According to statistics from the National Sleep Foundation, drowsy driving is the culprit behind roughly 1,550 deaths every year in the United States. The National Highway Traffic Safety Administration estimates that fatigued drivers are responsible for causing 100,000 vehicle accidents annually– seriously injuring some 71,000 people.

Phoenix car accident lawyers at Wattel & York second industry experts who widely recognize that traffic accidents caused by drowsy driving are seriously underreported, despite a spate of recent high-profile collisions, such as the one that nearly killed comedian and actor Tracy Morgan. In June of last year, a Walmart truck driver who had been on the road for more than 24 hours straight struck Morgan’s vehicle, killing one of the passengers and sending the 30 Rock star to the hospital.

Excessive fatigue and driving is a potentially lethal combination. While most motorists are aware of the dangers of drinking and driving, sleepiness is rarely on anyone’s radar. But just like alcohol and drugs, sleepiness diminishes reaction time, dulls awareness, and significantly increases your chance of an accident.


To further illuminate the hazards of drowsy driving, NBC investigative correspondent Jeff Rossen decided to test his driving abilities when well rested and sleep deprived to compare the two. The results: a dramatic difference in reaction time, awareness and overall safety. Rossen performed his real-world experiment on an obstacle course at a Connecticut driving school, where he aced the course while wide awake, deftly pulling off lane changes and quick right turns without knocking over a cone.

To demonstrate the effects of sleep deprivation, Rossen then stayed awake for 30 hours straight before attempting the obstacle course a second time. Though he felt a little sleepy, Rossen said “Actually, I feel fine. I feel like this is the kind of situation that a lot of people drive in. Maybe I could too.” Rossen knocked over several cones – each of which represented a crash – and failed the course badly.

A video of his driving tests was watched by sleep authority, Dr. Charles Czeisler of Boston’s Brigham and Women’s Hospital, who after watching the second version of the test, concluded: “He’s certainly impaired and is struggling to stay awake, and at any moment could lose that struggle.” Czeisler cautions that part of the brain can actually be asleep while another part of the brain remains awake, which can impair split-second judgments when behind the wheel. His sentiments are echoed by the medical community as well. One night of missed sleep is the same as being legally drunk, warn doctors.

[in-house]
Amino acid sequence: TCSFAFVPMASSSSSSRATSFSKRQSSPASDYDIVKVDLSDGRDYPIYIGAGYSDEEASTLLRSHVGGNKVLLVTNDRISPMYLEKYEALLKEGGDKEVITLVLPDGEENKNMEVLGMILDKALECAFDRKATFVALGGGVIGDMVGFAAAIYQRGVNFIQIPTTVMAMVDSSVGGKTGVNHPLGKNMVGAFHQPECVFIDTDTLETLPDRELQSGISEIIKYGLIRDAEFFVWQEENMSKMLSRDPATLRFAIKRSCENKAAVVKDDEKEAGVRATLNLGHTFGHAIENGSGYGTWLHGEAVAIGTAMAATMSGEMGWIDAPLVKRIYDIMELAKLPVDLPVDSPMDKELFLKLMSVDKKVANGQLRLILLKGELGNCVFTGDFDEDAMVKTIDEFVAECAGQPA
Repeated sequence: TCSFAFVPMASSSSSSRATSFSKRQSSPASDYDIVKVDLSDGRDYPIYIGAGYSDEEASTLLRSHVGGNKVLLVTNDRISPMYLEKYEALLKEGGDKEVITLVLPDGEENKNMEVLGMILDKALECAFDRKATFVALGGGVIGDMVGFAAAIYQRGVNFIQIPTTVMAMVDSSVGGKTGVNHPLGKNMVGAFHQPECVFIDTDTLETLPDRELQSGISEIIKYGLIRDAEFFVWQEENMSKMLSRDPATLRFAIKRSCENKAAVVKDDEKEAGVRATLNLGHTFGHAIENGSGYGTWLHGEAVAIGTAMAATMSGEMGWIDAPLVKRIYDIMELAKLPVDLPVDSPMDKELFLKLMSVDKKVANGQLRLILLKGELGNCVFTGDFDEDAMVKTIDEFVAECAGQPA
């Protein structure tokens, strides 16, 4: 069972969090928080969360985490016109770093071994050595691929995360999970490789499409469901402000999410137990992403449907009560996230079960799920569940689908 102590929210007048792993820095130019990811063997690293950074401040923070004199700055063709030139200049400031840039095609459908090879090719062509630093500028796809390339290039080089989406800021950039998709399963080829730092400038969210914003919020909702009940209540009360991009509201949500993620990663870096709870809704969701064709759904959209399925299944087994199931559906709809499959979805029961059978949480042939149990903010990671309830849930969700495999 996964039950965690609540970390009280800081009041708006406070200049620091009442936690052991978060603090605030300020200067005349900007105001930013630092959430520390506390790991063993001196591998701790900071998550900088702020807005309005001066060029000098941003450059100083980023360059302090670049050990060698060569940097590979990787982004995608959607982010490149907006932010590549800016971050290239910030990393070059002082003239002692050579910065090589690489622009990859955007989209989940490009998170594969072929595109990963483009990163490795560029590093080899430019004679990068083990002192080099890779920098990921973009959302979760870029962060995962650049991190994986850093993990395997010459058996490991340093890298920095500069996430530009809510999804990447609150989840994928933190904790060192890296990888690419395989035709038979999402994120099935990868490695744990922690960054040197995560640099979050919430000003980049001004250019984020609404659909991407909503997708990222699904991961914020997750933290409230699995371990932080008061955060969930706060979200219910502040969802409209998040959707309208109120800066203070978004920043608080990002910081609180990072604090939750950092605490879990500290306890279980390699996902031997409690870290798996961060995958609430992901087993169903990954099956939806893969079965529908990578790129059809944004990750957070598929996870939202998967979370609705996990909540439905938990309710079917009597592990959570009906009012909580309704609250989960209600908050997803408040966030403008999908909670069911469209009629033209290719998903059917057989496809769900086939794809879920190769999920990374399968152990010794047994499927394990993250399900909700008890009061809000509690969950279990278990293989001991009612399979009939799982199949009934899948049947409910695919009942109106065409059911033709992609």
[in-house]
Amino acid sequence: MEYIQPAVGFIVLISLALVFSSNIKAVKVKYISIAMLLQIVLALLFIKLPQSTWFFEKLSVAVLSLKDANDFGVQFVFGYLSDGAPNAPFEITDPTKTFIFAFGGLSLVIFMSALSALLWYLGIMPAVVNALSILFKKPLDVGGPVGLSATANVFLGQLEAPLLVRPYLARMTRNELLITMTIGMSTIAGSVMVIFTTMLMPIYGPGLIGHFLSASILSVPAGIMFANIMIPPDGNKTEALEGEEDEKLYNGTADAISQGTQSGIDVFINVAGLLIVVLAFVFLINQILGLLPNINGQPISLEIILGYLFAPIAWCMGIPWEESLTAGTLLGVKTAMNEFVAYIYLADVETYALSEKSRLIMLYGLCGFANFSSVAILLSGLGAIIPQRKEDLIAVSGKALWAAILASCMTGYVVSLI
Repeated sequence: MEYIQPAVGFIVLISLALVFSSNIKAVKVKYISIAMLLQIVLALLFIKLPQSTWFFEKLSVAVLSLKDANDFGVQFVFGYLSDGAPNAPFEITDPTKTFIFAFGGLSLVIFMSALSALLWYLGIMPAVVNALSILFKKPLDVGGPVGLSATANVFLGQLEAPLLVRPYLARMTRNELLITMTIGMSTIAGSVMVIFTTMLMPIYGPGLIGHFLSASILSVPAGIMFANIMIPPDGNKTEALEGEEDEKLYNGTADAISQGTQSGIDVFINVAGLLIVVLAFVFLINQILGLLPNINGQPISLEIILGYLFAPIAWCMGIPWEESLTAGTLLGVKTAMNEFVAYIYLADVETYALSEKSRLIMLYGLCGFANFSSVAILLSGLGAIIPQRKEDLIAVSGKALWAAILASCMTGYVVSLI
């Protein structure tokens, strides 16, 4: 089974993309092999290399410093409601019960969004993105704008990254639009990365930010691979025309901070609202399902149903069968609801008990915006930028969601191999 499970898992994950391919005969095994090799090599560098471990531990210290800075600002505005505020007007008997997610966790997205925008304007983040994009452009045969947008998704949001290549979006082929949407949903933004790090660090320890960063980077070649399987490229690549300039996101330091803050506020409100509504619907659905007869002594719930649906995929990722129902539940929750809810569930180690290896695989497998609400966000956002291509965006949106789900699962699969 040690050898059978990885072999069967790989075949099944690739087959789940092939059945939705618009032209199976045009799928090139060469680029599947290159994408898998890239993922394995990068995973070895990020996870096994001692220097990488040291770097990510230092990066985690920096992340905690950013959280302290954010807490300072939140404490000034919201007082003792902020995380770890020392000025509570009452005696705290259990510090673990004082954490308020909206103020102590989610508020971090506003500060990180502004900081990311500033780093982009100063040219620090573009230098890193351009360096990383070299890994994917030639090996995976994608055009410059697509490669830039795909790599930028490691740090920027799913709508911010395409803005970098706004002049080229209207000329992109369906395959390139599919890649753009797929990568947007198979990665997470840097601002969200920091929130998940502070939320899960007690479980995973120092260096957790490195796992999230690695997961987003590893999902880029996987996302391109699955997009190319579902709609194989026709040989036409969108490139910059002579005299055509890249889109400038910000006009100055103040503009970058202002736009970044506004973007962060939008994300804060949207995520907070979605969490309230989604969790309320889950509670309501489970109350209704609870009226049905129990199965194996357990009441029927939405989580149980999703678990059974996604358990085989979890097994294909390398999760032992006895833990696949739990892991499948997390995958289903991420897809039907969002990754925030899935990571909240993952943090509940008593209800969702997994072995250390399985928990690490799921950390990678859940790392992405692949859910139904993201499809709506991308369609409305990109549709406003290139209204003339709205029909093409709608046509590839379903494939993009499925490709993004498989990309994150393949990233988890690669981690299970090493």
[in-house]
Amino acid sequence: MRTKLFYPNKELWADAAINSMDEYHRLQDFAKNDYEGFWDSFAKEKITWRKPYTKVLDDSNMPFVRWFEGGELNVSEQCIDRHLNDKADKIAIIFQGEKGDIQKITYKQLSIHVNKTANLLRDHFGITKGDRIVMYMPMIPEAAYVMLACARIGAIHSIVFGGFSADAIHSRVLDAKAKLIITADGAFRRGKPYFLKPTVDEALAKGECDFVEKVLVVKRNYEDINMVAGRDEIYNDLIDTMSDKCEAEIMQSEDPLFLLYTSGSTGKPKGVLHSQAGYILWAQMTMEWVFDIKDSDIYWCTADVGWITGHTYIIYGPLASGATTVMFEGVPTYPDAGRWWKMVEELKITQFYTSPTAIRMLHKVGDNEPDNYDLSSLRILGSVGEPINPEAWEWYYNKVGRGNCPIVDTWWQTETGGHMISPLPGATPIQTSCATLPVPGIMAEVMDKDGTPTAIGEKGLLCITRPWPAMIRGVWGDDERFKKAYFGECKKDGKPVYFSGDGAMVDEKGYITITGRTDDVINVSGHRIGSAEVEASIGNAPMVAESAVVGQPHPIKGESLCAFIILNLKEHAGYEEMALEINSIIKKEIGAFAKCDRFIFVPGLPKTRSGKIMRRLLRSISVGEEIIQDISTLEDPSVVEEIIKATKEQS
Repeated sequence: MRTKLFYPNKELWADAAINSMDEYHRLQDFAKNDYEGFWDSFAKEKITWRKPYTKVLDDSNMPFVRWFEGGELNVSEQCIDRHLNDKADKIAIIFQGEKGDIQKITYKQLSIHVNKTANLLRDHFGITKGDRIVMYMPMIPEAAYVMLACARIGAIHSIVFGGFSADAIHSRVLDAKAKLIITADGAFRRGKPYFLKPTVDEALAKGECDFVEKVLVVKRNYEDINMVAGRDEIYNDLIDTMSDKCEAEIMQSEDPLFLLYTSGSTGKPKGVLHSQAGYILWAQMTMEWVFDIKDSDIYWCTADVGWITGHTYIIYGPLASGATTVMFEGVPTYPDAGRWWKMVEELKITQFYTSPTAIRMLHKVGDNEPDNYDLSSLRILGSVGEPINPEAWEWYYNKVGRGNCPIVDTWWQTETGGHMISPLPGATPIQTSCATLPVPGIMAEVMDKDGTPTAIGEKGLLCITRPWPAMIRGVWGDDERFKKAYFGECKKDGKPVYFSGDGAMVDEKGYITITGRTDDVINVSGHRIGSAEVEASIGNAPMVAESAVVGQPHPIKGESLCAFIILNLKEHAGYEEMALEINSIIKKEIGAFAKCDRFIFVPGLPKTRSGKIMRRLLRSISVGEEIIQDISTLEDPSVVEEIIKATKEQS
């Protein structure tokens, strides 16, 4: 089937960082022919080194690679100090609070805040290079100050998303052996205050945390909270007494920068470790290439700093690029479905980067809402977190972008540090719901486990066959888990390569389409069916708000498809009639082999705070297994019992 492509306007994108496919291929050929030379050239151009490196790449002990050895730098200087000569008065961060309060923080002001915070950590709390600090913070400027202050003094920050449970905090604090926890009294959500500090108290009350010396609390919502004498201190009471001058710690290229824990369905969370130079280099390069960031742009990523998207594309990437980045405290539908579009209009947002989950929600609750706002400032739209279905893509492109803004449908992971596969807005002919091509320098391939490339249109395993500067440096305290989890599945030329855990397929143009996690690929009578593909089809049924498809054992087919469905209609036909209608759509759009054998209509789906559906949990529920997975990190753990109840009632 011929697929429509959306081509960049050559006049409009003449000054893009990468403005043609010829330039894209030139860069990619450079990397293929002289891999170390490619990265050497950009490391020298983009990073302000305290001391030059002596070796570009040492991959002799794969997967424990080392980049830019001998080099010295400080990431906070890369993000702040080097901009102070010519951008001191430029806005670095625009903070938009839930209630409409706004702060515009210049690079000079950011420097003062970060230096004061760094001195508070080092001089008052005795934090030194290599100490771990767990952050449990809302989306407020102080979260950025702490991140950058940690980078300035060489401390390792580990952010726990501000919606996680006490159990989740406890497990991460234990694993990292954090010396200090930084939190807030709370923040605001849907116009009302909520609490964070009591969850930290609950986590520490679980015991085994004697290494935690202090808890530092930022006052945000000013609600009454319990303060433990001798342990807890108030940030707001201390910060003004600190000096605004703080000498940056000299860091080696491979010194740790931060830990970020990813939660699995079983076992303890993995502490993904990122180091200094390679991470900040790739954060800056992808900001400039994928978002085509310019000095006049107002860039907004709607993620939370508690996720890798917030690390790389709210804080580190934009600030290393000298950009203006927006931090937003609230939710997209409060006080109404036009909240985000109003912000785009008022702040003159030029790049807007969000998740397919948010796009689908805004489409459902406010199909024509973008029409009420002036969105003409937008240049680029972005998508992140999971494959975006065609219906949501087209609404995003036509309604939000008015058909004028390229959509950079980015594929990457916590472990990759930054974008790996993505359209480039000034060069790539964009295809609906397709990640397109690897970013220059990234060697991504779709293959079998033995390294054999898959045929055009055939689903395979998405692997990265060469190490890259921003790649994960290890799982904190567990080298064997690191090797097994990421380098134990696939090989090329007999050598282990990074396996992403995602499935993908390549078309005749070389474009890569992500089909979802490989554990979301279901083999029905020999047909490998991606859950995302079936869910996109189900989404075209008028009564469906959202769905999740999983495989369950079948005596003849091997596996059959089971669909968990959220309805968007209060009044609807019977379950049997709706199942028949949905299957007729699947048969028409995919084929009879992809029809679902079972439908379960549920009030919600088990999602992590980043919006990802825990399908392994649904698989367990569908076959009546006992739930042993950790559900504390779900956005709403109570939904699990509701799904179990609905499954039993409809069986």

If you or a loved one was harmed in a collision caused by a drowsy driver in Arizona, you may be entitled to compensation. Wattel & York attorneys at law will examine the facts of your case to determine if your legal rights have been infringed by the negligence of another.

Despite the known hazards of drowsy driving, it is often difficult to prove that another driver is too fatigued to be behind the wheel. Truck drivers must carry logs that are helpful in establishing sleep patterns, but there are still negligence laws that can hold Phoenix drowsy drivers responsible for any injuries or deaths that they cause.  With the aid of a knowledgeable Arizona drowsy driving accident lawyer, victims can make a claim against the negligent party to collect damages for lost income, medical expenses, emotional trauma, and pain and suffering.

Contact a Phoenix highway accident attorney at Wattel & York at 1-877-225-5562 to discuss your case at no cost to you.


  1. NHTSA, Research on Drowsy Driving
  2. Today Health, Dramatic experiment shows deadly danger of drowsy driving

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